Posted by: Les Green | Mar 9, 2008 6:50:25 AM
When I took Jurisprudence at Penn Law we spent very little, if any, time on the realists. We might have talked about Holmes a bit and read a bit on it (3 pages, I think) from the Murphy/Coleman volume in a course pack, while discussing Hart's criticisms. Posner's version of law and economics was discussed in a way that tied it (rightly, I think) closely to realism. But, very little time was spent on the topic. I also TA'd the undergrad philosophy of law class at Penn in the philosophy department and there again very little time was spent on realism- a bit from Holmes, a bit on Hart's crtique, and nothing more.
On Kelsen it seems relevant to me that in the US he taught in a political science department, if I recall correctly, and so would have had, for institutional reasons, less chance to directly influence either future law professors or philosophers. This, of course, is surely not the only reason for his rather modest impact on legal philosophy in the US.
Posted by: Matt Lister | Mar 10, 2008 11:19:38 AM
The jurisprudence course I took last year spent one session on realism. We read Holmes' The Path of the Law and Cohen's Transcendental Nonsense. In class we discussed The Path of the Law only, focusing only on its failure to attend to the "internal point of view".
Posted by: JD Student | Mar 16, 2008 2:29:30 AM
In my undergraduate jurisprudence course, we spent a week or so on legal realism and critical legal studies. My professor, a Harvard Law alumnus, assigned readings by Llewellyn, as well as Minow and Tushnet, two Harvard Law professors. He focused more on crit studies, which suggests to me, at least, where his 'loyalties' lie. I am most drawn to crit studies, but look forward to learning more about other legal theories in law school. Perhaps I'll end up doing so under Dr. Leiter's tutelage .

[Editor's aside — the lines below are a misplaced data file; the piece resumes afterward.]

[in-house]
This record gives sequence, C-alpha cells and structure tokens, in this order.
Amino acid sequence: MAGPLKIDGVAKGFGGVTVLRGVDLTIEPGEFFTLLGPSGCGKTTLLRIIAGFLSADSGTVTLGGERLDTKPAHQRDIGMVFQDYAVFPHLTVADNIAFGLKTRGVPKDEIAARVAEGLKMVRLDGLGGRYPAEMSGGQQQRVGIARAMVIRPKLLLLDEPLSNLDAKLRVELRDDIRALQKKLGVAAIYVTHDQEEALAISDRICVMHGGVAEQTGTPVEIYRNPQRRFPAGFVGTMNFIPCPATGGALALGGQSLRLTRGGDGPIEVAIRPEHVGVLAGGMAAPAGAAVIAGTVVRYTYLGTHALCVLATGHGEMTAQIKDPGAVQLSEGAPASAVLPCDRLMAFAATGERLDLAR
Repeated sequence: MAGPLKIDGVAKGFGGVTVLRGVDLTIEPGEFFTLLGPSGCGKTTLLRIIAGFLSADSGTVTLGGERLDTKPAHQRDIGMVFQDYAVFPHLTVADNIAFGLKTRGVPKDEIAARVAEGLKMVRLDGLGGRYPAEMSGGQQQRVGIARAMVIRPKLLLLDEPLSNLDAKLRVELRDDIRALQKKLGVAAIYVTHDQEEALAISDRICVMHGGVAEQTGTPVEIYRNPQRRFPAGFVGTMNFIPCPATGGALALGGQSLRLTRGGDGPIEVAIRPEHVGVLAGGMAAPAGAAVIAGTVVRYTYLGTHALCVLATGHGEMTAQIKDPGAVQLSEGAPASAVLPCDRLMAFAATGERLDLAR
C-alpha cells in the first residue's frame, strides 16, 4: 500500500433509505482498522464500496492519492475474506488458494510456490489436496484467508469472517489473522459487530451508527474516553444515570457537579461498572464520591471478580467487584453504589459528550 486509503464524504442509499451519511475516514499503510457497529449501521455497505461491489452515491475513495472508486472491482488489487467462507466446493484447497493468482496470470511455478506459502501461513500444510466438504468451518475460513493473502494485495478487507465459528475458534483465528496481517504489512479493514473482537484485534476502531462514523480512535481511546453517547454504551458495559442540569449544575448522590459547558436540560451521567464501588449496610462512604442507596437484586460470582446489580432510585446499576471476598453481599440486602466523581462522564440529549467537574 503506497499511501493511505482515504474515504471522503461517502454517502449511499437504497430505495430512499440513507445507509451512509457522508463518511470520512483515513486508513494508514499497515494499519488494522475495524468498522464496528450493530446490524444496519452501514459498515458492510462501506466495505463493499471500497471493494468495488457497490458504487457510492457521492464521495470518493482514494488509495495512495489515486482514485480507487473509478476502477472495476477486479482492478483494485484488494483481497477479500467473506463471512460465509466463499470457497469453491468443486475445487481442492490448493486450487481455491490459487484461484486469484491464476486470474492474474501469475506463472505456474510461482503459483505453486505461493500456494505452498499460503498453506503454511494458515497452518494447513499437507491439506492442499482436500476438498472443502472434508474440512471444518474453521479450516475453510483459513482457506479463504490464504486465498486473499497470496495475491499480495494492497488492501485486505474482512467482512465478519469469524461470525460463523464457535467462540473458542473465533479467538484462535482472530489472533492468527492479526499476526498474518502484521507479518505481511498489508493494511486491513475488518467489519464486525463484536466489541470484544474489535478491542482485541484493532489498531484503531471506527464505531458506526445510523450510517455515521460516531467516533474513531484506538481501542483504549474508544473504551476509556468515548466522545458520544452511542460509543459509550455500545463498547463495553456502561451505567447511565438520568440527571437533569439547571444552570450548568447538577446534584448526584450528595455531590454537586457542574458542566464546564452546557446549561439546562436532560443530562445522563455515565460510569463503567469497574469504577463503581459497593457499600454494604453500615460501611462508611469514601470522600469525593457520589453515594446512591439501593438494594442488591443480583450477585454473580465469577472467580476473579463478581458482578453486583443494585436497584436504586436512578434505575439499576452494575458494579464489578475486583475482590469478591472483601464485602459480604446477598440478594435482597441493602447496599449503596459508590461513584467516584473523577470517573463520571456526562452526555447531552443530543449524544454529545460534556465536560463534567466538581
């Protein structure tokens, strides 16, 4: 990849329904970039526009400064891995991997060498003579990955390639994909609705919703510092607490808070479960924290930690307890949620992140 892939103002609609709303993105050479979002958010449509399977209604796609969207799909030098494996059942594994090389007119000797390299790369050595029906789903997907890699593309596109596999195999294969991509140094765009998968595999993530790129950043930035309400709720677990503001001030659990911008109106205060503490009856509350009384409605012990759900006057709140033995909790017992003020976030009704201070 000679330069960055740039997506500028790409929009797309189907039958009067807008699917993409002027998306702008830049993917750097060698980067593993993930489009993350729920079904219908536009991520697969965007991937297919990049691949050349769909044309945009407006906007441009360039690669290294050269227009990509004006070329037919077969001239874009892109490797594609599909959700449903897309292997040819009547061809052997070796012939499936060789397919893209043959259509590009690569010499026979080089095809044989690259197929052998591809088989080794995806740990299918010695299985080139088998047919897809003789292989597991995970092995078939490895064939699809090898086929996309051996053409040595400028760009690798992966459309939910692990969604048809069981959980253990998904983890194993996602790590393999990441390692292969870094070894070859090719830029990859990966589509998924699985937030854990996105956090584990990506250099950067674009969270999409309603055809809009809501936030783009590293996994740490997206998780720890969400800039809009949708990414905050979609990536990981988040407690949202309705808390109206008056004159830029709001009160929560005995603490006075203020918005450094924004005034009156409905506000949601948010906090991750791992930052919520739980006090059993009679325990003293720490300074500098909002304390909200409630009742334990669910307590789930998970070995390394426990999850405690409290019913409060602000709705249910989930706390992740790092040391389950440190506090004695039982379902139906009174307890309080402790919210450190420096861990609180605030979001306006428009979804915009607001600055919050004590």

Posted by: Aspiring JD student | Mar 16, 2008 9:49:33 PM
I took a course on Jurisprudence taught by Lew Sargentich at Harvard this fall. I would say that 1/3 of the course was dedicated to legal realism. The readings included full or partial versions of articles by Holmes, Oliphant, Llewellyn and (Felix) Cohen. There was a lot more legal realism than H.L.A Hart. Kelsen was only mentioned in connection to the problem of interpretation and underdeterminacy.
Apart from that, two legal-theoretical, though non-jurisprudential, courses taught almost every year for the last five years pay much attention to American Legal Realism. One is Duncan Kennedy's Private Law Theory seminar, which covers Holmes, Hohfeld, Felix Cohen, Llewellyn and (to the extent that they are legal realists) Morris Cohen and Robert Hale. The other course is called "American Legal Thought" and is based on a collection of essays edited by Terry Fischer and David Kennedy and titled "The Cannon of American Legal Thought", which has a whole section on legal realism, encompassing classic articles by Holmes, Hohfeld, Hale, Llewellyn and Hale (as well as Dewey's famous essay "Logical Method and Law"). The course was taught by David Kennedy last year.
Interestingly (and revealingly for a foreigner such as me) the canonical realist writings, while dismissed or simply ignored in many jurisprudence courses in the US, seem to represent a good portion of the material taught in first-year courses, such as Property, Contracts and Torts. It is also obvious to me, as a foreigner, that this does influence, perhaps decisively, the way in which young American jurists think or argue about legal questions.
Posted by: SJD candidate | Apr 4, 2008 6:05:25 PM
Thanks for the insight on what's going on at HLS. It's probably significant though that none of these teachers are philosophers or are even obviously conversant with philosophy.
Posted by: Brian Leiter | Apr 4, 2008 6:09:10 PM